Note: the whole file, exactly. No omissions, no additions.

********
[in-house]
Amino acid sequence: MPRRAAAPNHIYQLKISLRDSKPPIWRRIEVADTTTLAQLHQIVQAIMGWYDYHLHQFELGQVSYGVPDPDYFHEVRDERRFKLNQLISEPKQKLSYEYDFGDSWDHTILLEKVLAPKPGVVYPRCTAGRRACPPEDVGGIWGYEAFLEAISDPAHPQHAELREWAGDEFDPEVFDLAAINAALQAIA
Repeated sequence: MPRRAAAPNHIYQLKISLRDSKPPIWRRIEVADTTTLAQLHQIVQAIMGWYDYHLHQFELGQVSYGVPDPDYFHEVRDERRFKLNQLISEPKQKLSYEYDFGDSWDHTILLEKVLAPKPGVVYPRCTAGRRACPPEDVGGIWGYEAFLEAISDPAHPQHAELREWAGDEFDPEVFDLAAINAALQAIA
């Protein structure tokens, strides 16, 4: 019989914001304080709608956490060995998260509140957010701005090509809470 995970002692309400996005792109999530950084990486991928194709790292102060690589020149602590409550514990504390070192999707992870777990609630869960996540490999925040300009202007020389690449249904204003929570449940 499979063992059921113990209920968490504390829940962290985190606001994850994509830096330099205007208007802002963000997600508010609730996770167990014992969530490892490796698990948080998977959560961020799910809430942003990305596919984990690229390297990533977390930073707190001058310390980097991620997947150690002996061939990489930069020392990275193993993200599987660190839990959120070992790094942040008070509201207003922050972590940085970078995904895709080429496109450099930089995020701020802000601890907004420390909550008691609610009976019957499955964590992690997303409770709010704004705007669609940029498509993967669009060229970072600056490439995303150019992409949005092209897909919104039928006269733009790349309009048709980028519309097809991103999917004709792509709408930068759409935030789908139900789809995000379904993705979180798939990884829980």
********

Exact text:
[in-house]
Amino acid sequence: MPRRAAAPNHIYQLKISLRDSKPPIWRRIEVADTTTLAQLHQIVQAIMGWYDYHLHQFELGQVSYGVPDPDYFHEVRDERRFKLNQLISEPKQKLSYEYDFGDSWDHTILLEKVLAPKPGVVYPRCTAGRRACPPEDVGGIWGYEAFLEAISDPAHPQHAELREWAGDEFDPEVFDLAAINAALQAIA
Repeated sequence: MPRRAAAPNHIYQLKISLRDSKPPIWRRIEVADTTTLAQLHQIVQAIMGWYDYHLHQFELGQVSYGVPDPDYFHEVRDERRFKLNQLISEPKQKLSYEYDFGDSWDHTILLEKVLAPKPGVVYPRCTAGRRACPPEDVGGIWGYEAFLEAISDPAHPQHAELREWAGDEFDPEVFDLAAINAALQAIA
């Protein structure tokens, strides 16, 4: 019989914001304080709608956490060995998260509140957010701005090509809470 995970002692309400996005792109999530950084990486991928194709790292102060690589020149602590409550514990504390070192999707992870777990609630869960996540490999925040300009202007020389690449249904204003929570449940 499979063992059921113990209920968490504390829940962290985190606001994850994509830096330099205007208007802002963000997600508010609730996770167990014992969530490892490796698990948080998977959560961020799910809430942003990305596919984990690229390297990533977390930073707190001058310390980097991620997947150690002996061939990489930069020392990275193993993200599987660190839990959120070992790094942040008070509201207003922050972590940085970078995904895709080429496109450099930089995020701020802000601890907004420390909550008691609610009976019957499955964590992690997303409770709010704004705007669609940029498509993967669009060229970072600056490439995303150019992409949005092209897909919104039928006269733009790349309009048709980028519309097809991103999917004709792509709408930068759409935030789908139900789809995000379904993705979180798939990884829980």